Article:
3rd party data has been a hot topic amongst the public and within the Facebook advertising industry in the last few months. In the wake of Cambridge Analytica, strengthening of privacy laws in the EU, and increased scrutiny from congress, Facebook has moved to restrict access to user data within its advertising platform. The message from Facebook is clear: the days of 3rd party data are over. In this new world, 1st party data reigns supreme.The concept of “1st party data” is simple. It is data you as the end-advertiser collect on your own, with no reliance on a third party to obtain it. The Facebook Pixel is a simple and direct way for you to build audiences with 1st party data - i.e. your own web traffic. So while the prospect of data generation might sound scary to those in the SMB space, the pixel actually makes that data building quite easy. It requires very little technical know-how or effort to install. It’s as simple as copy/pasting 10 lines of code and waiting a few days for the Pixel to get some fires.
Facebook bills the Pixel as “a piece of code for your website that lets you measure, optimize and build audiences for your ad campaigns.” Funnily enough, this tagline is actually in reverse order in how one should approach leveraging the Pixel. In practice, the order of operations best works like this:
From the moment you install the Facebook pixel on your website it begins tracking visitors and matches them to Facebook users. While website visitor data alone opens up its own set of tactics (e.g. remarketing via Paid Search), where the power of the Pixel truly manifests itself is through Lookalike Audiences. These audiences are created by Facebook hashing the website visitor data captured by the pixel and finding other users with similar attributes. It works out something like this:
The lookalike process is anonymized: you won’t know exactly what traits the hash aggregates, but that’s okay. The resulting Lookalike Audience generated will include users with similar characteristics whom have not yet visited the website. Put simply, Lookalike Audiences create an avenue to finding new customers.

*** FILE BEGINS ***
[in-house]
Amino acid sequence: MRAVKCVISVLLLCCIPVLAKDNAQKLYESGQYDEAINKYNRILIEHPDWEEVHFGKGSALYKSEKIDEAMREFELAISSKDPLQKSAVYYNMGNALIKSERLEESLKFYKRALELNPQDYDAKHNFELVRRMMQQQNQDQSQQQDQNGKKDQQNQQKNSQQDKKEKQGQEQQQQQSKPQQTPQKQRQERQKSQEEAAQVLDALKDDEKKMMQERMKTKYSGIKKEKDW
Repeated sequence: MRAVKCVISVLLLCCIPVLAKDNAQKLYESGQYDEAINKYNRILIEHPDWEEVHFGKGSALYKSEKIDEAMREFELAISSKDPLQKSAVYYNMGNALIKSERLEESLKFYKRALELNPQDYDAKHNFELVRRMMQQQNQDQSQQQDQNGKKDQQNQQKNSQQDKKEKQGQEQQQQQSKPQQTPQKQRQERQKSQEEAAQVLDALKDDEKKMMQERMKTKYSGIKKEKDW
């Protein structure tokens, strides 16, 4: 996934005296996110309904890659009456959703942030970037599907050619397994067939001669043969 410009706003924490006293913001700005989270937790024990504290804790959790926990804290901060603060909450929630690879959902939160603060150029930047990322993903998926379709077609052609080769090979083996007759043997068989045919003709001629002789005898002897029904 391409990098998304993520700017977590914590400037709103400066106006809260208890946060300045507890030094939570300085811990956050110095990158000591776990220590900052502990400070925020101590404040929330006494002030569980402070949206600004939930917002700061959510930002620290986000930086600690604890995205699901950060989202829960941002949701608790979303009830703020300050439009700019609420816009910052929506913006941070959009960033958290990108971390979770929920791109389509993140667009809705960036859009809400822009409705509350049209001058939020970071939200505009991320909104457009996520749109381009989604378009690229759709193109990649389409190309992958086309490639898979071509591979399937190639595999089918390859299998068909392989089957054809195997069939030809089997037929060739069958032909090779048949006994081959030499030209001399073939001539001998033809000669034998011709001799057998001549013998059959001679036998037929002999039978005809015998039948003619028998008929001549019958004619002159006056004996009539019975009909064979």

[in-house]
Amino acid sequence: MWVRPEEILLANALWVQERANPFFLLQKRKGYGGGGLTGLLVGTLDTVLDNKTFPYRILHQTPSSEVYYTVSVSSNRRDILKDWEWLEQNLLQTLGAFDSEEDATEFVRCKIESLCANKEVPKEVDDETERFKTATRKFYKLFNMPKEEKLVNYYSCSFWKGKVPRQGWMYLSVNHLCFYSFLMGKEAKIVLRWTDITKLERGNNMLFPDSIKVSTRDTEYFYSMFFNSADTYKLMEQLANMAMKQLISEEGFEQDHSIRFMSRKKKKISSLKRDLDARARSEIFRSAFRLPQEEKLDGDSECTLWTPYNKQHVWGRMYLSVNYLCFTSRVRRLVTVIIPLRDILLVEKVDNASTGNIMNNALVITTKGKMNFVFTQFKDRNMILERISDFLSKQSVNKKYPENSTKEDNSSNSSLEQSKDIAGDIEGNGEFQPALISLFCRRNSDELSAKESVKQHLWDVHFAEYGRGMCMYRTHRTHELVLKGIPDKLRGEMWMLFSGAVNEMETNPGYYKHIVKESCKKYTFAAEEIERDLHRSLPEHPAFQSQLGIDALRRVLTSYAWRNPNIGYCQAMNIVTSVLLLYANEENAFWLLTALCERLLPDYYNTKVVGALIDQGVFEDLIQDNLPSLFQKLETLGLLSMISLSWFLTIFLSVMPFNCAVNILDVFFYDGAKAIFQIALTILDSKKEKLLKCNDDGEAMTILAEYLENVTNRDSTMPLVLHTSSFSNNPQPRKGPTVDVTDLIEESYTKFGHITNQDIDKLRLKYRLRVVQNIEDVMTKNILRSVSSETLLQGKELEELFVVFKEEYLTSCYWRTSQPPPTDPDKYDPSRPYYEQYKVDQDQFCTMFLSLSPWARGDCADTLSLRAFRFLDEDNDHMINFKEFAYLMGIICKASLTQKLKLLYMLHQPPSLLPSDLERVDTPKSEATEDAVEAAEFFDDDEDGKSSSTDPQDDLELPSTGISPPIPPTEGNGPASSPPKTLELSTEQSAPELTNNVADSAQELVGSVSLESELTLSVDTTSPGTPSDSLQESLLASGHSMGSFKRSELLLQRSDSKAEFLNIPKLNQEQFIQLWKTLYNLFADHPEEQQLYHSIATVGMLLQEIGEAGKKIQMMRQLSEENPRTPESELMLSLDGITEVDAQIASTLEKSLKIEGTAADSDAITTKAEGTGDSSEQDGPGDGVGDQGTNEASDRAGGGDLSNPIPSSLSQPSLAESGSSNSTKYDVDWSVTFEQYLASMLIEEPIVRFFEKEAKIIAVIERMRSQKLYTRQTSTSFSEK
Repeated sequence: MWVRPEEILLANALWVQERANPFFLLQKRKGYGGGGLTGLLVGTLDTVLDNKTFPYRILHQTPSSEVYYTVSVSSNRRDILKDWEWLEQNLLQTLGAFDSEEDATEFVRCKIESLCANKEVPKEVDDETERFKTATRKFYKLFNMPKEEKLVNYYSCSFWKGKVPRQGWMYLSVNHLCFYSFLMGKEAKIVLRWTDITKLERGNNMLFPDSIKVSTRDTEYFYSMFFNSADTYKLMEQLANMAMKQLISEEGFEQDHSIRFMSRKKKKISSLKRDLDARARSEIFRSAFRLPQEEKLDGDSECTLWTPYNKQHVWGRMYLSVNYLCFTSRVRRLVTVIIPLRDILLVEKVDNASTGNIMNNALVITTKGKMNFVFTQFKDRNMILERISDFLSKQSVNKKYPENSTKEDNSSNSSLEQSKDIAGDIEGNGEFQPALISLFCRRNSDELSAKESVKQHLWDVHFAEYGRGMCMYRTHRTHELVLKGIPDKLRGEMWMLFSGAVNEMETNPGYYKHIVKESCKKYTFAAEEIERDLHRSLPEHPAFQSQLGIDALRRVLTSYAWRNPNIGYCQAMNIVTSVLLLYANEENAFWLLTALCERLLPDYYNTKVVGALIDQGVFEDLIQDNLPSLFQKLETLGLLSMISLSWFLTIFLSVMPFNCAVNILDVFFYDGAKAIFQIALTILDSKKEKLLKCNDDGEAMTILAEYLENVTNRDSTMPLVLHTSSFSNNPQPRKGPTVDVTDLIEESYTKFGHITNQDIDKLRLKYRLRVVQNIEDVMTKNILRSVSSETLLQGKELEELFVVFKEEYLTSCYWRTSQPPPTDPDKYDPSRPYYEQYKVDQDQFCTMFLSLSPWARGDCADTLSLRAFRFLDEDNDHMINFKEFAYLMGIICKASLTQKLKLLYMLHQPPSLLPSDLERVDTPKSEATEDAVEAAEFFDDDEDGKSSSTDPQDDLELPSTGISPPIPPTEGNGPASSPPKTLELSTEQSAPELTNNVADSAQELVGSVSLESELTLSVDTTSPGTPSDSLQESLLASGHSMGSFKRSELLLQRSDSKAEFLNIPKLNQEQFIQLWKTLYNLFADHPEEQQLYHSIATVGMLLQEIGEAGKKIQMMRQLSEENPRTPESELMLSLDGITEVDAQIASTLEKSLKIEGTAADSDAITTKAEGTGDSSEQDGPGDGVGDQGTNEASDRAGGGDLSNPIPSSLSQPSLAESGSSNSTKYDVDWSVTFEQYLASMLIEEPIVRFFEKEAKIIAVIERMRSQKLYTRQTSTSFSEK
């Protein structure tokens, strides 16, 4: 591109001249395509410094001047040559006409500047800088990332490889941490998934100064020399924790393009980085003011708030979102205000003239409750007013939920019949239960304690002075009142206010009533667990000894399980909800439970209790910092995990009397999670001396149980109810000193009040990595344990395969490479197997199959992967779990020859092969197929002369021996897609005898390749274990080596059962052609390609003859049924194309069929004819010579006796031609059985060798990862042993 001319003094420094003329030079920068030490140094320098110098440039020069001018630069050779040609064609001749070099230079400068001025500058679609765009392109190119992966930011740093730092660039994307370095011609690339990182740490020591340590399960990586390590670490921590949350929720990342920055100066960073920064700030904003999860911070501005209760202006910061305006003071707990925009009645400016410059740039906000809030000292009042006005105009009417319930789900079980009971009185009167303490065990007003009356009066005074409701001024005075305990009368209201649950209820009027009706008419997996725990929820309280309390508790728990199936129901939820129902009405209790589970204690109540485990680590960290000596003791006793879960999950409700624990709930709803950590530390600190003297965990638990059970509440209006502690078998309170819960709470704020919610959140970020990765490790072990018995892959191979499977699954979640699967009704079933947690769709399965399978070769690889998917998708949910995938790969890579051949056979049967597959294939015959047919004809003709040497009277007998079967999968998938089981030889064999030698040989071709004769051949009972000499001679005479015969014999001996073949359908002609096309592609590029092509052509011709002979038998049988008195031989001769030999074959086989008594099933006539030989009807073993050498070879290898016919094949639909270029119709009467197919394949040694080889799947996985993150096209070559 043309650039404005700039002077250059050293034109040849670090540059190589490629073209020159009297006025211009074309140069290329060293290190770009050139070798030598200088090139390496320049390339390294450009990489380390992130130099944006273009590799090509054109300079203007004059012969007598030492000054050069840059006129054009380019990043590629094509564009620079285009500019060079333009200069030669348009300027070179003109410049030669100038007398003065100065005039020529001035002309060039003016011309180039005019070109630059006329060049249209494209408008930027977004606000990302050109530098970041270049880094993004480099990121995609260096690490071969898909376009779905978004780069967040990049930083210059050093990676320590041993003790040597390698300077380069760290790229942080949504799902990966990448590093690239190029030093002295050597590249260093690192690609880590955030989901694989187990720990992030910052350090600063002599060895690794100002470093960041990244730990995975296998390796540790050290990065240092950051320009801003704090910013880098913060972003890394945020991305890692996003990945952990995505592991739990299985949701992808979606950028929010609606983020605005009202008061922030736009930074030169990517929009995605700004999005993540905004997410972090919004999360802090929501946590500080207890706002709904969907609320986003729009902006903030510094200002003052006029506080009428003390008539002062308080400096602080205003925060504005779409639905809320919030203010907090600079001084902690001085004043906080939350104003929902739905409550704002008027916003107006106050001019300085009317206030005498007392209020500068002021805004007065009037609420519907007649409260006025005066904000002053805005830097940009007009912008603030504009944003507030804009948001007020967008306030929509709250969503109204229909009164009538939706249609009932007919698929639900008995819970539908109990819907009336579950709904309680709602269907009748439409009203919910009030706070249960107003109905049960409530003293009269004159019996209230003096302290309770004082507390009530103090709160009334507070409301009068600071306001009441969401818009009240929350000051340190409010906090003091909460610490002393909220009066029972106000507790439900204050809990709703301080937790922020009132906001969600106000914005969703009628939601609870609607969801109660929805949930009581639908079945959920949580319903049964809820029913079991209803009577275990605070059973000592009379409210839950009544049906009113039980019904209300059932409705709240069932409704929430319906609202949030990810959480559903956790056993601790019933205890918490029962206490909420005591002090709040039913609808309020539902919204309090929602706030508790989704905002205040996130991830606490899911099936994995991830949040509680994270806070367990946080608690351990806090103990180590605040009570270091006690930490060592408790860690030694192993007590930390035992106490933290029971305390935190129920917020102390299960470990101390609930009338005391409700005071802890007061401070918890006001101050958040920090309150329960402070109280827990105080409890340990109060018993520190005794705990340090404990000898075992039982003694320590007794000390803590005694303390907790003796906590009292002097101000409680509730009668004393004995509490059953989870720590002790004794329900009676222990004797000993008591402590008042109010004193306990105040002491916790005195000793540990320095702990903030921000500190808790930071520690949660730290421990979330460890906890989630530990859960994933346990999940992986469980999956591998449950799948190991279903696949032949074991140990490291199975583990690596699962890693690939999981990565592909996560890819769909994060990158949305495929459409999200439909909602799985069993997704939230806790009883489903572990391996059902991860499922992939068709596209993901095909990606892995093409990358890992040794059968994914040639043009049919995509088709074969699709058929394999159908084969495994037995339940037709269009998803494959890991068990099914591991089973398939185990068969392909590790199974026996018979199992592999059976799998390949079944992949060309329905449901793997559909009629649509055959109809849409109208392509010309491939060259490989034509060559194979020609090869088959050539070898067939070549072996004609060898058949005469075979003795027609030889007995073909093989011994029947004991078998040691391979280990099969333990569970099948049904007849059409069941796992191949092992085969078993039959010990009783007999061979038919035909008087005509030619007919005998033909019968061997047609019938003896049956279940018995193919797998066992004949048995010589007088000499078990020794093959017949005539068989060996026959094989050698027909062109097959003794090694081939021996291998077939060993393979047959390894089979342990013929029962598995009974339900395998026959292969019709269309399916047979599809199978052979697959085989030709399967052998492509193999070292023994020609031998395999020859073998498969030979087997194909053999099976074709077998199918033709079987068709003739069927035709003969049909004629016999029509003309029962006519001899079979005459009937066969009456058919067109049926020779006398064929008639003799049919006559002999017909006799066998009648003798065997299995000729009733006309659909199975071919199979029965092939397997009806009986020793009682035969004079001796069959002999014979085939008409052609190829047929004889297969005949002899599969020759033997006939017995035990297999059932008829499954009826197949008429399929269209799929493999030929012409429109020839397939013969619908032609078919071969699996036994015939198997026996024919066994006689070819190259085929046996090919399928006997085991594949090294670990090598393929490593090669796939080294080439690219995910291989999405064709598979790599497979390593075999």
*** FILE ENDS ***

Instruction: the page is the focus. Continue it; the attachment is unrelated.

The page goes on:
For example, a golf related e-commerce website might have a lot of users visiting their website, who also like the PGA Tour Facebook Page, and/or are “interested in” golf. The Lookalike Audiences will account for this - Facebook will literally find more people who like the PGA Tour Facebook Page, are also “interested in” golf, and share similar traits and demographics as the website visitors.
Lookalikes are also available with Custom lists, provided your business has such information like name, email, and phone number stored for your customers or prospects. The Pixel is not only perfect for audience building, it also enables you to measure the success of your ad campaigns more effectively. Pixel tracking also let’s you track website behavior, such as ‘adds to cart’ or ‘newsletter signups’ and, if set-up correctly, can even provide a view on the dollar return of conversions.
If you’re skeptical about pasting the Pixel on your site, think again… The data speaks for itself:
- The sock e-commerce company Bombas saw a 2X increase in product purchases and a 23X increase in sales per ad set using Lookalike Audiences based on their most valuable customers.
- When the fast food chain Rally’s and Checker’s added Lookalike Audiences to their targeting for it’s “1 Day Deal” campaign, it saw a 10% increase in sales over the previous year.
- Game Hive targeted its ads to a Lookalike Audience based on those whom already downloaded the app and saw a 40% increase in app installs.
In all the examples above, and many more, advertisers took their campaigns to the next level by leveraging the audience building and measuring power enabled by the Facebook Pixel. Just 10 lines of code gives every business, from sole proprietors, to the nation’s biggest brands, access to first-party data. No outside research firms or guesswork required.
Chris Mayer is a Client Solutions Lead at Tiger Pistol and leads onboarding of U.S. partners. He has extensive experience in the brand and SMB Facebook advertising space.
Coming soon: Offers: Digitizing your print coupons with Facebook Offer Ads, by Patrick Koepke.